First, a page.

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Historian Eric Foner explains why the Fugitive Slave Act was such a divisive political act and a turning point in the sectional conflicts that had plagued American society during the antebellum era. Foner also describes the role of former slaves in [...]
Richard Pratt, an officer of the United States Cavalry, became obsessed with the assimilation of Indians into U.S. "civilization." Pratt believed that Indians could only survive if they adapted the values of the white man; it was necessary to "kill [...]
This short article by public health historians David Rosner and Gerald Markowitz reflects on the fortieth anniversary of the Occupational Safety and Health Act, passed in 1970. OSHA is one of the most important pieces of labor legislation ever [...]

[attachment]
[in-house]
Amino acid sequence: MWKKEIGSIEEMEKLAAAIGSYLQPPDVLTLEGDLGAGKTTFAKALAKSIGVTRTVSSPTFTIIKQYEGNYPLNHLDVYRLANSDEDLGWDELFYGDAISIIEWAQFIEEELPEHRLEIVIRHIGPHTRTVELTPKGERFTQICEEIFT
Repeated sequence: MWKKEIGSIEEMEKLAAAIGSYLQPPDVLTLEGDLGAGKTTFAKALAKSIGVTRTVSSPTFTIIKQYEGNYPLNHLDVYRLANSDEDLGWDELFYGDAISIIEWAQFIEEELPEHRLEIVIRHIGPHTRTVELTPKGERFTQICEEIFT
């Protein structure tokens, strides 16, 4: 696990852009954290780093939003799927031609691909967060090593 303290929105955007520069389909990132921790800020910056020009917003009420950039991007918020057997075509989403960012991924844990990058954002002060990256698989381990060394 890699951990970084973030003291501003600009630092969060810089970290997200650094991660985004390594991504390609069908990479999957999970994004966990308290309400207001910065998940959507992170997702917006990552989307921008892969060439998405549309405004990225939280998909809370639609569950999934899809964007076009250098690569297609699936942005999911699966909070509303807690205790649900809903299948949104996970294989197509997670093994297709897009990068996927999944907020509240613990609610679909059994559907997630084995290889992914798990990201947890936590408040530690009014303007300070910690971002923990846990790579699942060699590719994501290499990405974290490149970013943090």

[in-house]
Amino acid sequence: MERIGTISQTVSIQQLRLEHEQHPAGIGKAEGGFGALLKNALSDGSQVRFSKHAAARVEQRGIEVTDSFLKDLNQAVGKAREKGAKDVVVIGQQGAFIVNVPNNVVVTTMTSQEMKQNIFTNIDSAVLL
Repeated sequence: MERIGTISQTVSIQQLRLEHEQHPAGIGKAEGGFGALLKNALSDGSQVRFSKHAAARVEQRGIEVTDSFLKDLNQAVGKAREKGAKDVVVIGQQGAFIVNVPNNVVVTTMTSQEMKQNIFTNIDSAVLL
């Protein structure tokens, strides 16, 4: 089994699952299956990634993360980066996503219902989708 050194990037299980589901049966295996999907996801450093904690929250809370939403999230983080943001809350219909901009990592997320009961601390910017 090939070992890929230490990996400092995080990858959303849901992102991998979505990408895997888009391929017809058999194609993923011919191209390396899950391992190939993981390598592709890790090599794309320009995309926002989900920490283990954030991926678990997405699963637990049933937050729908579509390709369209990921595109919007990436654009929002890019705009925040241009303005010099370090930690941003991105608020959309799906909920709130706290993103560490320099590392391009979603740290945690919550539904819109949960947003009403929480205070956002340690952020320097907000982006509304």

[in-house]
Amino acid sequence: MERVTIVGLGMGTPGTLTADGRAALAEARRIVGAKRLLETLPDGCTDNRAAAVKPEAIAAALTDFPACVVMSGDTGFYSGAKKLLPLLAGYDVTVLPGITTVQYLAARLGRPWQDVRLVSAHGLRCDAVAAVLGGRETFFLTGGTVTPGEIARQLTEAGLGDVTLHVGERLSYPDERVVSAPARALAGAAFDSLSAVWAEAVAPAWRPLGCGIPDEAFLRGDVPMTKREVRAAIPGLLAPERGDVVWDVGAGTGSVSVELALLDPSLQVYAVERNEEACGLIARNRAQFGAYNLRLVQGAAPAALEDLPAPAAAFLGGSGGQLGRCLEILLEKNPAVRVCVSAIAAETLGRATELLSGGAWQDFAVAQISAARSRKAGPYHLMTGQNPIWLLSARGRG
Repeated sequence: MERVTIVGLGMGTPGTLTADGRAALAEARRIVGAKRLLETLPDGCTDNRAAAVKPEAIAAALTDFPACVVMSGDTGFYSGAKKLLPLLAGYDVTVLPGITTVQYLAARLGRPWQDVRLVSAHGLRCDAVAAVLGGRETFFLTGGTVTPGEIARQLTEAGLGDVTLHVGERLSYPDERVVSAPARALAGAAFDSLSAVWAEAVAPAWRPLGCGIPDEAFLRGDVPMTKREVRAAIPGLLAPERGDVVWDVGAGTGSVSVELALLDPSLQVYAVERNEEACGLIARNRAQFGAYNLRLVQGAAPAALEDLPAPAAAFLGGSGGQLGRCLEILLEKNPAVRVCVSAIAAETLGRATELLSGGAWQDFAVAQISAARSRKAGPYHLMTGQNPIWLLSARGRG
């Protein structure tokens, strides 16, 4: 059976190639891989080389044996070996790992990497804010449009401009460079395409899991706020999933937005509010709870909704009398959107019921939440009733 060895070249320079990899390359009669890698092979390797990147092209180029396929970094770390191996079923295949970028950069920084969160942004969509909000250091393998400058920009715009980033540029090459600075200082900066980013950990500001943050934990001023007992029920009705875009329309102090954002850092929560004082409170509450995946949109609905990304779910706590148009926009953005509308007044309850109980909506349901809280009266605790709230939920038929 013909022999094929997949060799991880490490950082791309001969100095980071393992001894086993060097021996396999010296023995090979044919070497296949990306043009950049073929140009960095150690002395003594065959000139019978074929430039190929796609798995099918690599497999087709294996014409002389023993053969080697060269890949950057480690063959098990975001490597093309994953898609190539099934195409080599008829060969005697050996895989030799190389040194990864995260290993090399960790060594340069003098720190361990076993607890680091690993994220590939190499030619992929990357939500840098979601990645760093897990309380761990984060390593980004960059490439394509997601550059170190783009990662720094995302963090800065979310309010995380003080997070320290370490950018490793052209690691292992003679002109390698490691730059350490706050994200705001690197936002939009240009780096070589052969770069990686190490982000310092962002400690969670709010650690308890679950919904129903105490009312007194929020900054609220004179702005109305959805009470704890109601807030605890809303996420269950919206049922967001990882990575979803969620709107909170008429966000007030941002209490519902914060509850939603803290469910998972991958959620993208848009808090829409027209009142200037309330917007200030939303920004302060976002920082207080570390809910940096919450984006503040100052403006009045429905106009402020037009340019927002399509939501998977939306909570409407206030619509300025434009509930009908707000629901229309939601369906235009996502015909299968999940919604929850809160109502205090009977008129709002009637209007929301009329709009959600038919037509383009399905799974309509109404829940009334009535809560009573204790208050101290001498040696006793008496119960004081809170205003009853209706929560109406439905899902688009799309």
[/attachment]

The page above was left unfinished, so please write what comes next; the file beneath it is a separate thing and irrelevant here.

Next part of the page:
Entrepreneur George A. Croffut published several tourist guides and manuals encouraging Americans to visit and settle in the West. His guides prominently featured the expanding railroad network as the best way to explore the vast territory beyond [...]
This essay introduces you to the main forces behind the abolition of slavery in the United States, as well as the debate among historians as to who played the key role.
This essay explains how railroads transformed late-nineteenth century America and shows how their impact was felt differently across class and racial lines.
This essay re-introduces an often forgotten event—the Philippine-American War—and explains contemporary debates around the war and the ascencion of the United States to the ranks of colonial powers.